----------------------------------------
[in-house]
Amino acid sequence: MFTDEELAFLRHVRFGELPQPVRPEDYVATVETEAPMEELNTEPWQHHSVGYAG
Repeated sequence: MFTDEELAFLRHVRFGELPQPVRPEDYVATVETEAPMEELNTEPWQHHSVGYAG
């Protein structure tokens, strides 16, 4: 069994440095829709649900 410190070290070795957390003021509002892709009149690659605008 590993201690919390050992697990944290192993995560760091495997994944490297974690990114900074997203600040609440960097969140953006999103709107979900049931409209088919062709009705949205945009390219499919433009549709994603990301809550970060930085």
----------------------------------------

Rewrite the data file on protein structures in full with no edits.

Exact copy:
[in-house]
Amino acid sequence: MFTDEELAFLRHVRFGELPQPVRPEDYVATVETEAPMEELNTEPWQHHSVGYAG
Repeated sequence: MFTDEELAFLRHVRFGELPQPVRPEDYVATVETEAPMEELNTEPWQHHSVGYAG
């Protein structure tokens, strides 16, 4: 069994440095829709649900 410190070290070795957390003021509002892709009149690659605008 590993201690919390050992697990944290192993995560760091495997994944490297974690990114900074997203600040609440960097969140953006999103709107979900049931409209088919062709009705949205945009390219499919433009549709994603990301809550970060930085």